When it comes to neural network machine learning — recently popularized by artificial intelligence (AI) applications — a team of Bucknell University analytics researchers have found that less may be more in improving accuracy and reducing bias.
Freeman College of Management Professor Thiago Serra, analytics & operations management, and students from his analytics lab recently authored two papers showing how moderately compressing or "pruning" machine learning models called neural networks — an AI method that teaches computers to process data in a way that is inspired by the human brain — may make them more accurate and less biased. Their research was recently accepted for presentation at two prestigious AI-related conferences and may influence AI developers moving forward.
"You use data for training to come up with a neural network, and initially, everything is connected. We examined how the neural network performs with the data cut from it," Serra says. "If you start removing smaller connections that are not so important, the network actually performs better than before. That’s because the performance is more uniform when you prune it — even just a little bit."
The Bucknell researchers' initial paper showed when a moderate amount of compression is used, they can make the machine learning model less biased. They identified how to prune the neural network to reduce bias — where the neural network makes correct predictions more uniformly for different groups. Students from all four undergraduate classes collaborated with Serra on the paper, which was presented last December at NeurIPS, the leading conference about neural networks.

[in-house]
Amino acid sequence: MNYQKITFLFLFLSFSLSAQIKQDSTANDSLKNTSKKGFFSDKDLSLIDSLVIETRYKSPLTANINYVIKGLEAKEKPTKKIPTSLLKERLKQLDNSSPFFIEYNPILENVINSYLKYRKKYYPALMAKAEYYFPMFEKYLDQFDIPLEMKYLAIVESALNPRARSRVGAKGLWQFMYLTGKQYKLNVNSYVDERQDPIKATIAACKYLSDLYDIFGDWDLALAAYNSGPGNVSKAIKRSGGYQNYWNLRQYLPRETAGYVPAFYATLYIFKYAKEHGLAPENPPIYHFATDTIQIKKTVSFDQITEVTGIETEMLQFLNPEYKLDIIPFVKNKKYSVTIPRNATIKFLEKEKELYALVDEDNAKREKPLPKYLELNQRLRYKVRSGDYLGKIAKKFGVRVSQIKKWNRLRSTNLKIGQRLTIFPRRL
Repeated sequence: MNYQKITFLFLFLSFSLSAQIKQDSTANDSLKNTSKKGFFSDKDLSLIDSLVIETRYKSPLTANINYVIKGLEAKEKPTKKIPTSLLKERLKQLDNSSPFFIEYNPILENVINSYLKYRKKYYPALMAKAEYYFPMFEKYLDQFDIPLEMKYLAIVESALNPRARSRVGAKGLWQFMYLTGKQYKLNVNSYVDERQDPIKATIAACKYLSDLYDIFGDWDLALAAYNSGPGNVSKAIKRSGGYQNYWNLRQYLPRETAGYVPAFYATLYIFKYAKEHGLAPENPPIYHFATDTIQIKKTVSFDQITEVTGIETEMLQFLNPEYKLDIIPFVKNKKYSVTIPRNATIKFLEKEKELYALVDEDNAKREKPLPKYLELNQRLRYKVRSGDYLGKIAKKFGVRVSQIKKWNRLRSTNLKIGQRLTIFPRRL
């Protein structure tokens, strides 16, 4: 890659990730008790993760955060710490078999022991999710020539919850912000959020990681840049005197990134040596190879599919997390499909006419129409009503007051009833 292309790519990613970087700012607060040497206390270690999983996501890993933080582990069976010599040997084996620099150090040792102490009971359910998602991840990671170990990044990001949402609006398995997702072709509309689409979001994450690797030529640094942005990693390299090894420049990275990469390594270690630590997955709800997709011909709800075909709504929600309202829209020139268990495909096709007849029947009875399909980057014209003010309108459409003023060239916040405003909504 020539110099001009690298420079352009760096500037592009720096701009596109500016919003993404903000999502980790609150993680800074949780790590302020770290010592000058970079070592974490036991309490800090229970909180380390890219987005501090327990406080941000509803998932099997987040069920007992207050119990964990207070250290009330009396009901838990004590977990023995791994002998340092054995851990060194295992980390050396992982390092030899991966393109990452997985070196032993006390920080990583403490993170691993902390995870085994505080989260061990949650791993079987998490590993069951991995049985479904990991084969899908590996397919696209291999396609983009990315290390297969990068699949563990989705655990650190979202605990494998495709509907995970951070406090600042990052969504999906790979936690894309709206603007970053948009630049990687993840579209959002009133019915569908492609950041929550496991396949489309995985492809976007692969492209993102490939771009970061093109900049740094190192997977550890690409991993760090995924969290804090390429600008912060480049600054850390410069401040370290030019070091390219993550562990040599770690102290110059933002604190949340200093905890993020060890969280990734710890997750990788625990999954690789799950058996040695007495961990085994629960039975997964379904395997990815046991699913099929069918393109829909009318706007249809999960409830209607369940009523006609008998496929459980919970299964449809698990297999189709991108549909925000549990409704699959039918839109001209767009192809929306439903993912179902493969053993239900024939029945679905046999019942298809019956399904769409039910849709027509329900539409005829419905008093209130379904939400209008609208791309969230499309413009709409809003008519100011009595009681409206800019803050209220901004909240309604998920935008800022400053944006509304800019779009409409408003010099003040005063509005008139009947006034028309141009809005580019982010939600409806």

The team's second paper tackled neural network compression from a different angle by determining what connections to remove first to improve efficiency.
"There is very little in terms of theory for where to prune from a neural network, so we came up with our own mathematical results by extending some of my prior work," Serra says. "That work was intended to decide what neural network architectures — in terms of numbers of layers and neurons — are more expressive, and we extended it to deal with the number of connections within neural networks."
Serra presented that paper in June at the International Conference on the Integration of Constraint Programming, Artificial Intelligence, and Operations Research in Nice, France.
The research was supported, in part, by a $174,000 National Science Foundation two-year grant aimed at developing exact neural network compression algorithms to effectively reduce their size and make them more widely available on conventional devices.
"All of this has come from my own work, which I started in 2018, and from testing neural networks in my lab over the past two years," Serra says. "We can use this analysis to get neural networks to do all kinds of things, and these papers will help us leverage what they do to work better in the future."
Serra and his students will continue their neural network optimization work, particularly amid the growing interest in AI-related applications.